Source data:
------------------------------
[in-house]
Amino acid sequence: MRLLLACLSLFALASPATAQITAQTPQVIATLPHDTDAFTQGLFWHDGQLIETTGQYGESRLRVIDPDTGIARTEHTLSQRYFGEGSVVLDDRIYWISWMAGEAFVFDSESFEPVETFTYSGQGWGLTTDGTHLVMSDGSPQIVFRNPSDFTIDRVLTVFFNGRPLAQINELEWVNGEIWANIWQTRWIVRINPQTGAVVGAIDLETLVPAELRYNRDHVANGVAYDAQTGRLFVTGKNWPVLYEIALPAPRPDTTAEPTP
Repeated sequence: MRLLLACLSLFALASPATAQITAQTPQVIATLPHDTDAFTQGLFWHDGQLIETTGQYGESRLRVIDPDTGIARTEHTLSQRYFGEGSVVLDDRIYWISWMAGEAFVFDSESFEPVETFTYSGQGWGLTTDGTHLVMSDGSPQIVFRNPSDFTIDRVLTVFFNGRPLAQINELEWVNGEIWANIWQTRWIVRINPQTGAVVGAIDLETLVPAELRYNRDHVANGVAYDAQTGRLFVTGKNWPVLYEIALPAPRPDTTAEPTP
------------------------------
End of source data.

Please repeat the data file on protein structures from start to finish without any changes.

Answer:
[in-house]
Amino acid sequence: MRLLLACLSLFALASPATAQITAQTPQVIATLPHDTDAFTQGLFWHDGQLIETTGQYGESRLRVIDPDTGIARTEHTLSQRYFGEGSVVLDDRIYWISWMAGEAFVFDSESFEPVETFTYSGQGWGLTTDGTHLVMSDGSPQIVFRNPSDFTIDRVLTVFFNGRPLAQINELEWVNGEIWANIWQTRWIVRINPQTGAVVGAIDLETLVPAELRYNRDHVANGVAYDAQTGRLFVTGKNWPVLYEIALPAPRPDTTAEPTP
Repeated sequence: MRLLLACLSLFALASPATAQITAQTPQVIATLPHDTDAFTQGLFWHDGQLIETTGQYGESRLRVIDPDTGIARTEHTLSQRYFGEGSVVLDDRIYWISWMAGEAFVFDSESFEPVETFTYSGQGWGLTTDGTHLVMSDGSPQIVFRNPSDFTIDRVLTVFFNGRPLAQINELEWVNGEIWANIWQTRWIVRINPQTGAVVGAIDLETLVPAELRYNRDHVANGVAYDAQTGRLFVTGKNWPVLYEIALPAPRPDTTAEPTP